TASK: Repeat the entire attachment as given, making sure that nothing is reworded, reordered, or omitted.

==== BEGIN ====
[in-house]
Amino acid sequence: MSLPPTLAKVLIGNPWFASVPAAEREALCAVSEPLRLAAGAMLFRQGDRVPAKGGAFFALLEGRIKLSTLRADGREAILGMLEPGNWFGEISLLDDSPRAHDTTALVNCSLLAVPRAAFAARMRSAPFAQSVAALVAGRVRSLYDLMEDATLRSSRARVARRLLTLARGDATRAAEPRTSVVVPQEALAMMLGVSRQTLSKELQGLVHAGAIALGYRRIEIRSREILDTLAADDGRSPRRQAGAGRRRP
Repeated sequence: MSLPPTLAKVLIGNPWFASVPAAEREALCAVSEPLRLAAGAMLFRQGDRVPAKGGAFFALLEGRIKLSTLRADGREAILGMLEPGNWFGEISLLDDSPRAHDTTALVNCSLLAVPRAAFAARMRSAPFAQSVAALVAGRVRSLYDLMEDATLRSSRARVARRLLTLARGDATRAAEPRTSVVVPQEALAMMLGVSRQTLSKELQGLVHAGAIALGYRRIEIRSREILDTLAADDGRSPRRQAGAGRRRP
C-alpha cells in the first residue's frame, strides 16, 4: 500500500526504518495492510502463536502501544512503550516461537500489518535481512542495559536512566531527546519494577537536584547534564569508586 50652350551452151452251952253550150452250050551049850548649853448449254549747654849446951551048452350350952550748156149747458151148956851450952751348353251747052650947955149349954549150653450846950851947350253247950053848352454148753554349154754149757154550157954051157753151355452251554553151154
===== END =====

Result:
[in-house]
Amino acid sequence: MSLPPTLAKVLIGNPWFASVPAAEREALCAVSEPLRLAAGAMLFRQGDRVPAKGGAFFALLEGRIKLSTLRADGREAILGMLEPGNWFGEISLLDDSPRAHDTTALVNCSLLAVPRAAFAARMRSAPFAQSVAALVAGRVRSLYDLMEDATLRSSRARVARRLLTLARGDATRAAEPRTSVVVPQEALAMMLGVSRQTLSKELQGLVHAGAIALGYRRIEIRSREILDTLAADDGRSPRRQAGAGRRRP
Repeated sequence: MSLPPTLAKVLIGNPWFASVPAAEREALCAVSEPLRLAAGAMLFRQGDRVPAKGGAFFALLEGRIKLSTLRADGREAILGMLEPGNWFGEISLLDDSPRAHDTTALVNCSLLAVPRAAFAARMRSAPFAQSVAALVAGRVRSLYDLMEDATLRSSRARVARRLLTLARGDATRAAEPRTSVVVPQEALAMMLGVSRQTLSKELQGLVHAGAIALGYRRIEIRSREILDTLAADDGRSPRRQAGAGRRRP
C-alpha cells in the first residue's frame, strides 16, 4: 500500500526504518495492510502463536502501544512503550516461537500489518535481512542495559536512566531527546519494577537536584547534564569508586 50652350551452151452251952253550150452250050551049850548649853448449254549747654849446951551048452350350952550748156149747458151148956851450952751348353251747052650947955149349954549150653450846950851947350253247950053848352454148753554349154754149757154550157954051157753151355452251554553151154